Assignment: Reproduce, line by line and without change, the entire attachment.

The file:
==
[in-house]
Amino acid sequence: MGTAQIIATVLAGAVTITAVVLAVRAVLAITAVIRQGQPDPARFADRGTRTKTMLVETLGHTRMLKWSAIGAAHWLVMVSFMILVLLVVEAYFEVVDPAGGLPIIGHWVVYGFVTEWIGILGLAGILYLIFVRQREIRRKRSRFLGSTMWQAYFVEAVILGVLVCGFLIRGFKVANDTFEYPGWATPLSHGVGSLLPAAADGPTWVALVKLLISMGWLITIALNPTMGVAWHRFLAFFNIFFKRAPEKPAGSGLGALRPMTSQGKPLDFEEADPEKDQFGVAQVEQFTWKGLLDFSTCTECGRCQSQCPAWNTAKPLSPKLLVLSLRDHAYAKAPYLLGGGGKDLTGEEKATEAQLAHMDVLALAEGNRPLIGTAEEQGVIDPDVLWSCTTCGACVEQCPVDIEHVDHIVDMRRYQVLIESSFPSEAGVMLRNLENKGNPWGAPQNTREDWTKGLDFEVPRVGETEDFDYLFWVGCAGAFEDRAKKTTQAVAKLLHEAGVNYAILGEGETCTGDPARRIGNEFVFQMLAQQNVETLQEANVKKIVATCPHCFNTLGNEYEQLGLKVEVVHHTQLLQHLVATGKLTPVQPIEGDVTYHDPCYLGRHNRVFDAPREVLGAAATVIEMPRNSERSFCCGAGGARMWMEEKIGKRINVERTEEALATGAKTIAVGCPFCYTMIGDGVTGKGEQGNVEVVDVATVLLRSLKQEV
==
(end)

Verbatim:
[in-house]
Amino acid sequence: MGTAQIIATVLAGAVTITAVVLAVRAVLAITAVIRQGQPDPARFADRGTRTKTMLVETLGHTRMLKWSAIGAAHWLVMVSFMILVLLVVEAYFEVVDPAGGLPIIGHWVVYGFVTEWIGILGLAGILYLIFVRQREIRRKRSRFLGSTMWQAYFVEAVILGVLVCGFLIRGFKVANDTFEYPGWATPLSHGVGSLLPAAADGPTWVALVKLLISMGWLITIALNPTMGVAWHRFLAFFNIFFKRAPEKPAGSGLGALRPMTSQGKPLDFEEADPEKDQFGVAQVEQFTWKGLLDFSTCTECGRCQSQCPAWNTAKPLSPKLLVLSLRDHAYAKAPYLLGGGGKDLTGEEKATEAQLAHMDVLALAEGNRPLIGTAEEQGVIDPDVLWSCTTCGACVEQCPVDIEHVDHIVDMRRYQVLIESSFPSEAGVMLRNLENKGNPWGAPQNTREDWTKGLDFEVPRVGETEDFDYLFWVGCAGAFEDRAKKTTQAVAKLLHEAGVNYAILGEGETCTGDPARRIGNEFVFQMLAQQNVETLQEANVKKIVATCPHCFNTLGNEYEQLGLKVEVVHHTQLLQHLVATGKLTPVQPIEGDVTYHDPCYLGRHNRVFDAPREVLGAAATVIEMPRNSERSFCCGAGGARMWMEEKIGKRINVERTEEALATGAKTIAVGCPFCYTMIGDGVTGKGEQGNVEVVDVATVLLRSLKQEV